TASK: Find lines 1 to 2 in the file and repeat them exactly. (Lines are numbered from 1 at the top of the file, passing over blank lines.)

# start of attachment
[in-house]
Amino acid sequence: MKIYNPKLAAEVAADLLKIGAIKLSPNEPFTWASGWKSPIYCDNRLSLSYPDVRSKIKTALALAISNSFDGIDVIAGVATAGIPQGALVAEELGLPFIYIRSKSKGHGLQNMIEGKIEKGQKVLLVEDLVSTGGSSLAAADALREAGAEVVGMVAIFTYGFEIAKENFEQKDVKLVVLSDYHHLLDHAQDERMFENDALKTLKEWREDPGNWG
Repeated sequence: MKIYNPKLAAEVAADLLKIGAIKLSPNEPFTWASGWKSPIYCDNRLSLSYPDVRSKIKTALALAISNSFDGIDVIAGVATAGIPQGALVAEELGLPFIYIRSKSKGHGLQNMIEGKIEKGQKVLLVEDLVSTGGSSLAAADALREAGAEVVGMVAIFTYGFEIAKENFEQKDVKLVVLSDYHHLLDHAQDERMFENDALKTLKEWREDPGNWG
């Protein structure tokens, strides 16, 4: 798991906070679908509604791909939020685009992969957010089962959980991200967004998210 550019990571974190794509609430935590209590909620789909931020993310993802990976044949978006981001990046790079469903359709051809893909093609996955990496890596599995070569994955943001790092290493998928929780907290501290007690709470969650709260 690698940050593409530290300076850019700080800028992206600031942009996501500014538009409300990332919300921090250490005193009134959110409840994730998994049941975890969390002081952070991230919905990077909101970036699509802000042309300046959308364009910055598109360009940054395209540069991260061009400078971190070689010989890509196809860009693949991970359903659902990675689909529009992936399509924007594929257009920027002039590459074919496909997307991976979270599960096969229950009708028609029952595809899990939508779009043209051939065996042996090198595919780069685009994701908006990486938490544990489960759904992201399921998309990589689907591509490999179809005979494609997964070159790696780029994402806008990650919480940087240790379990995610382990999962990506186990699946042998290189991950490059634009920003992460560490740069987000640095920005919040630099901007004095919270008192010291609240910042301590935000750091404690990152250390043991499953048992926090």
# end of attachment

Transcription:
[in-house]
Amino acid sequence: MKIYNPKLAAEVAADLLKIGAIKLSPNEPFTWASGWKSPIYCDNRLSLSYPDVRSKIKTALALAISNSFDGIDVIAGVATAGIPQGALVAEELGLPFIYIRSKSKGHGLQNMIEGKIEKGQKVLLVEDLVSTGGSSLAAADALREAGAEVVGMVAIFTYGFEIAKENFEQKDVKLVVLSDYHHLLDHAQDERMFENDALKTLKEWREDPGNWG